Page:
An incarcerated gay woman at Shakopee, Simone K. Stillday Pendleton, said she and her wife are still harassed every day, even though the policy has ended.
“Just us sitting next to each other has been a problem,” Pendleton shared.
At one point, the couple was housed in the same unit for a day until a corrections officer found out. The officer wrote a report and the couple was promptly separated.
No-touch policies have a long history and take many forms in American prisons. In the activist publication No More Cages, Lee Jackson reported Oregon state prison administrators targeted lesbian women in “female” facilities by enforcing no-touch policies between incarcerated people in the ‘70s.
The Prison Rape Elimination Act (PREA) can be used to police touch between LGBTQ+ prisoners.
PREA was passed with the hopes of protecting incarcerated people against sexual assault and harassment. Under PREA Standards 28 CFR section 115.78(g), an institution may prohibit all sexual activity between prisoners.
While a prison can punish prisoners for engaging in sexual activity, it “may not, however, deem such activity to constitute sexual abuse if it determines that the activity is not coerced.”
In practice, however, this provision is sometimes easily ignored, turning PREA into a means to harass and further marginalize prisoners.
“This happens both in formal ways—such as being written into ‘PREA policies’ and categorizing disciplinary charges related to consensual intimacy as ‘PREA violations’—and in informal ways, such as guards yelling ‘PREA!’ at inmates who are hugging, kissing, or holding hands,” Harper Jean Tobin, director of policy at the National Center for Transgender Equity, told Shadowproof in a statement.
”So, prisons had policies such as ‘no touch’ before PREA, but many now justify them based on PREA, even though that directly contradicts the standards.”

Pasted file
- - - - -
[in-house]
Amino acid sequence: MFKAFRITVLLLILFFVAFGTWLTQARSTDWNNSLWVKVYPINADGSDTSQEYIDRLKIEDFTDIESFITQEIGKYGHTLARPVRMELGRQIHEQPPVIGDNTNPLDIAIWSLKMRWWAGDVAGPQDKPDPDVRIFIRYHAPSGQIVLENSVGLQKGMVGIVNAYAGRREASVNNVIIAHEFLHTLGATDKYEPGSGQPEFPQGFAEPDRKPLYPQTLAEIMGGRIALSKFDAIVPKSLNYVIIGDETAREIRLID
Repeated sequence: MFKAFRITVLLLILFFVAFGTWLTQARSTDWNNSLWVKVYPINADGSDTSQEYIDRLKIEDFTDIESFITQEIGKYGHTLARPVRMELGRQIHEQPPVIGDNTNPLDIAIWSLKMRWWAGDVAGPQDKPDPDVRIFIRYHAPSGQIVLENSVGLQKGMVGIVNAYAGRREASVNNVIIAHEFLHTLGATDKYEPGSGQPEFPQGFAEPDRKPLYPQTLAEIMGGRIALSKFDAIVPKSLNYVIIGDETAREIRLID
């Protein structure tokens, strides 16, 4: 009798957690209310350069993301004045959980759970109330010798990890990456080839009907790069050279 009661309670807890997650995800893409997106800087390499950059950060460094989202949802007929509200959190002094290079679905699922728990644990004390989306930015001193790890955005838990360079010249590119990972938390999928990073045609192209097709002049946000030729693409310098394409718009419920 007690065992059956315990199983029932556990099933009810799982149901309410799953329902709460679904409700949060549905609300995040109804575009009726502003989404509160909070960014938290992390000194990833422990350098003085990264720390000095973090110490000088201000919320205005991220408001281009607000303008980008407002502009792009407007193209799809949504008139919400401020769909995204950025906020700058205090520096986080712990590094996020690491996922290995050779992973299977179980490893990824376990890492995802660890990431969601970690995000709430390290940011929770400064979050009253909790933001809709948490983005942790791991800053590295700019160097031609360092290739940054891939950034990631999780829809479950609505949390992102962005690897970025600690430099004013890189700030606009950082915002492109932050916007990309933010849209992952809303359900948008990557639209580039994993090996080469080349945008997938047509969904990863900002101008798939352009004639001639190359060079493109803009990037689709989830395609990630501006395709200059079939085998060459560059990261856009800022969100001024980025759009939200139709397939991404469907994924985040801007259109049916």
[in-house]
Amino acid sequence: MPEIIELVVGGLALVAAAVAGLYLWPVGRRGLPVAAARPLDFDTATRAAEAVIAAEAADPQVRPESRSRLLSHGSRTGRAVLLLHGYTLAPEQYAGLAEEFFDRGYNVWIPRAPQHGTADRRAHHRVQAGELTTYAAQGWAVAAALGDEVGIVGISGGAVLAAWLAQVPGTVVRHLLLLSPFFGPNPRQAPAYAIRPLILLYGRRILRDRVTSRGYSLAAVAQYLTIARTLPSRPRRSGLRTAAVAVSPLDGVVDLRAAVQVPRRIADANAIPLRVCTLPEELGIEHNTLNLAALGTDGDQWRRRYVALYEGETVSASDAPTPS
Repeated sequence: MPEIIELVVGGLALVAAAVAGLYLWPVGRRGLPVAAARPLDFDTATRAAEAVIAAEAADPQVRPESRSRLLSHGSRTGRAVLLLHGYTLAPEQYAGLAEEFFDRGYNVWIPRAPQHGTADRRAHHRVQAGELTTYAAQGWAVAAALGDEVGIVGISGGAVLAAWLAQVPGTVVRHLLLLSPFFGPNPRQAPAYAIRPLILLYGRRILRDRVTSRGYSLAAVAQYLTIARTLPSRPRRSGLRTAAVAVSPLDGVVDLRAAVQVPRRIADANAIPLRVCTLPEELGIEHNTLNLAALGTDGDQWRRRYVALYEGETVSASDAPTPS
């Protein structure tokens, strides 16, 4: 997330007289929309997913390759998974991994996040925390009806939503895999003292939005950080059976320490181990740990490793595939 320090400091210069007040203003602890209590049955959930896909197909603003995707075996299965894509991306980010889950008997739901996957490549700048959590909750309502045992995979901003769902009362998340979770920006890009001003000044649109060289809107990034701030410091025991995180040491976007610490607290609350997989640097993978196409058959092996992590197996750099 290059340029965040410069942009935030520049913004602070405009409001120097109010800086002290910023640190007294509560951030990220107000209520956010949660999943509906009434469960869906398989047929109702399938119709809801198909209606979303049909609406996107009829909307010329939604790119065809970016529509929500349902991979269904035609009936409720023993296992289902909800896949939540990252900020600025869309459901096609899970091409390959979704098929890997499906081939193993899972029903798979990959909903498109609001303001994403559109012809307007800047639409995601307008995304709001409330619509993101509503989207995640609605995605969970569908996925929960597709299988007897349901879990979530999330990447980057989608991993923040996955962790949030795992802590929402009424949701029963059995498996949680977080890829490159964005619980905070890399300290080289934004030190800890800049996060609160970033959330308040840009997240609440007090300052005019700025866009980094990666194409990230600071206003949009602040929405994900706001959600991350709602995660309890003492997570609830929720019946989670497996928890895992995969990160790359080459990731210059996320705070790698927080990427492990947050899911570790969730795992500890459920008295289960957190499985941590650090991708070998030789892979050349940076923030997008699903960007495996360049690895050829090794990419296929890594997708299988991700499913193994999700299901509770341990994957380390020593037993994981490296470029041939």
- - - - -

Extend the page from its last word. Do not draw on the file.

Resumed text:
The next step in the struggle against the homophobic and transphobic prison environment, Boehnke stressed, involves building people power across facilities because Shakopee prisoners aren’t alone.
“Transformative prison change, in this country, is gonna happen because of the millions of prisoners, and tens of millions of ex-prisoners and families are going to get involved to create a mass movement that transforms how things operate,” Boehnke contended.
Twin Cities IWOC plans to follow up on promised support groups and sensitivity trainings, since they have yet to be scheduled. As of August, no time frame has been provided for the implementation of these projects. Additionally, Vanderford continues to fight to restore his access to HRT.
(Note: Also, according to the NCTE, “all facilities must train staff on a variety of issues related to sexual abuse prevention [under PREA], including interacting professionally with LGBT and gender-nonconforming people and those with intersex conditions.”)
Shakopee LGBTQ+ prisoners still demand an advocate to the DOC; an end to mail censorship, including for LGBTQ+ literature; an end to withholding medical care as punishment, including hormones; and to have trans representation on the committee that makes trans care decisions. These demands apply to the entire Minnesota Department of Corrections.
“You never know what will happen in prisons if we’re not careful and paying attention,” Boehnke emphasized.